When there is a high demand for skilled workers, such as during the current major labour shortage, skilled job applicants can happily flex their salary negotiation muscles. However, while it is an accepted practice for people to negotiate their salaries upon hiring, statistics show that very few people do it in Canada.
In 2020, Robert Half Canada conducted a salary negotiation survey of 500 workers and more than 600 senior managers in Canadian office environments. According to that study, “… just over one-third of professionals surveyed (36%) tried to negotiate a higher salary with their last employment offer.” That is quite a low statistic, especially when compared to our American neighbours, where more than half of professionals tried to negotiate their salary with their last job offer.
Of those who didn’t negotiate their salary in Canada, 41% wanted more money. However, 19% said they were uncomfortable negotiating, 12% felt they might lose the offer if they asked and one in 10 did not know the going rate for the position.
It’s unfortunate that some people did not feel comfortable proceeding with salary negotiations during the interview process. In the Robert Half study, 99% of the CFOs surveyed said their companies are open to some back-and-forth with candidates on job offers and 62% of them indicated they are willing to talk about compensation.
“Of those who didn’t negotiate their salary in Canada, 41% wanted more money.”
The survey also found that men were more likely to negotiate their salaries than women. This is unfortunate, considering Canadian data shows that there is still a substantial gender pay gap; according to the Canadian Women’s Foundation, women make 89 cents for every dollar men make for the same job.
It’s clear that negotiating a salary is not perceived as a faux pas by employers and there are benefits for both men and women to try it out. This is definitely the year to do it, especially considering the skilled labour shortage.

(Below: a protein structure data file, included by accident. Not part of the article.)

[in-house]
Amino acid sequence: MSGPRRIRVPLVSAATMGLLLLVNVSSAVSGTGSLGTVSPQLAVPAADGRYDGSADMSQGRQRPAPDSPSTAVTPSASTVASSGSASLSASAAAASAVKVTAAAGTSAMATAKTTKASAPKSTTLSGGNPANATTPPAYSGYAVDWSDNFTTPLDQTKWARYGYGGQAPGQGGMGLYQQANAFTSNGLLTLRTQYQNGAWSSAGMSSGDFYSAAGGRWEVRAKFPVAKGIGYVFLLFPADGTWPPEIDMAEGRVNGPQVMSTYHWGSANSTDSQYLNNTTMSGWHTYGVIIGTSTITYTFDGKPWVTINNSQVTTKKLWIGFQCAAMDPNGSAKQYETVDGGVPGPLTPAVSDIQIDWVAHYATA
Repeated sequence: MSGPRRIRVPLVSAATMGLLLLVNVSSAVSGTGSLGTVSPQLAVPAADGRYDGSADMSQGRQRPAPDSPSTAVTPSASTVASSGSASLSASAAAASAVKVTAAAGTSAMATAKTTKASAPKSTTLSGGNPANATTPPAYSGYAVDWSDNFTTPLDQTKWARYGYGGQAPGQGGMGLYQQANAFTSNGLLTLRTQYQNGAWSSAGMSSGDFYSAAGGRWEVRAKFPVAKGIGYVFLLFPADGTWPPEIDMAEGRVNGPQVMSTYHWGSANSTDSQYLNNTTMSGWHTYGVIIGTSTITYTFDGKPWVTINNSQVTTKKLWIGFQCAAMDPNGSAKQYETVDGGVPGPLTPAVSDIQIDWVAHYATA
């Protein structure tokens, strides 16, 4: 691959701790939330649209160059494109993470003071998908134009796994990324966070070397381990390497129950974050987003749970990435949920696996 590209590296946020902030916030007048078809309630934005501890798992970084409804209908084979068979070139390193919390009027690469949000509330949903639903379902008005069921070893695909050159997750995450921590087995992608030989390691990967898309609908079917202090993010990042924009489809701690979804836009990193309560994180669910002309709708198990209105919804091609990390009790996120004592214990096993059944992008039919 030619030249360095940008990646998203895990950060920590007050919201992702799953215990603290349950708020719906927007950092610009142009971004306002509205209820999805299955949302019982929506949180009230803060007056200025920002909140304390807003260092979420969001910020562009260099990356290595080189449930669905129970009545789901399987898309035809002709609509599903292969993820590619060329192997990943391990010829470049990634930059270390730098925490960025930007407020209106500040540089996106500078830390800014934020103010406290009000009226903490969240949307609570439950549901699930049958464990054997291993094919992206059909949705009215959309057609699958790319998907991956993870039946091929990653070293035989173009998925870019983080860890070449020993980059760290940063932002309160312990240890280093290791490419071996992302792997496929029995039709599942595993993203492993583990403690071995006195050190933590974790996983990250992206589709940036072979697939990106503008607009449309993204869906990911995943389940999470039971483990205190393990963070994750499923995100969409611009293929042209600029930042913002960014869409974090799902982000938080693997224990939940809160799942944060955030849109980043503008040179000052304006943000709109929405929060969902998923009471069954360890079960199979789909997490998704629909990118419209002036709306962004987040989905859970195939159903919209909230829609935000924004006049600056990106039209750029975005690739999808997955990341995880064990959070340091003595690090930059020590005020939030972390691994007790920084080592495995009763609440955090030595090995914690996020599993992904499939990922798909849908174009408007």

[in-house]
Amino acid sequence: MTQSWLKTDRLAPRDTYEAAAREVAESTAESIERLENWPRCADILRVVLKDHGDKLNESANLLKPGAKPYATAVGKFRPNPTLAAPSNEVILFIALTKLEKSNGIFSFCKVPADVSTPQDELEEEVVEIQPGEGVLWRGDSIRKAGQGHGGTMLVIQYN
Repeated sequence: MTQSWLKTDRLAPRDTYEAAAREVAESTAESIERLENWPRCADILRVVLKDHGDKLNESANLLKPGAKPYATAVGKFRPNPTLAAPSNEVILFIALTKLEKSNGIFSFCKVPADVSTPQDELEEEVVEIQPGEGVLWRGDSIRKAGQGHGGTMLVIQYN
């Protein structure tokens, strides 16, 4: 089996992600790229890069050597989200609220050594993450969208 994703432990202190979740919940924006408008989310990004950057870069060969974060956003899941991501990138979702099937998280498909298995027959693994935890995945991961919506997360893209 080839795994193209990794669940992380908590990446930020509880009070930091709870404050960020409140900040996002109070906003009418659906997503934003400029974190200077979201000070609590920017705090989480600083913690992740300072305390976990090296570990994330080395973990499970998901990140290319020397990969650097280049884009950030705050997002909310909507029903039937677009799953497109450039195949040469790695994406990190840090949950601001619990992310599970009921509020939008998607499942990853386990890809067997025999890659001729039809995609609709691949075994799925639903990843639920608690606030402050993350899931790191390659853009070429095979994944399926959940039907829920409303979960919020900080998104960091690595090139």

Here are some guidelines on how to prepare for salary negotiations:
1. Know how much you are worth and what you want: Research what the industry standard is for the job you are applying for. Use provincial salary statistics, speak to your colleagues and research online using websites such as Glassdoor. Consider the number of years of experience you have in the position and your unique skillsets as well. Armed with this knowledge, decide on your salary expectations, which will include deciding what your ‘reasonable’ dream salary range will be, what realistic living wage you want and the lowest salary offer you would accept. Don’t forget to compile a list of benefits that are essential to you, such as medical and dental insurance, commissions and equipment/work supports (e.g. a company laptop or company-paid cell phone, professional development budgets, personal days, etc.).
2. Determine your negotiation strategy and approach: List your strongest skillsets, experience and/or expertise related to the job. When it’s salary discussion time, use them as your way to justify and later segue the conversation into asking for more money. Those who have never negotiated a salary may find it beneficial to create a script or write out key talking points before the interview.
3. Consider what could make you decide to abandon your plan to negotiate: During the interview, consider the information you are provided about the job and if it matches what you bring to the table. Will you still go through with the negotiation plan if you discover you will have a steep learning curve for the position? Some candidates decide not to go through with their plan for salary negotiation when they discover the job is different or more difficult than they initially surmised from the job posting.
I hope this will encourage you to plan on negotiating your salary from now on!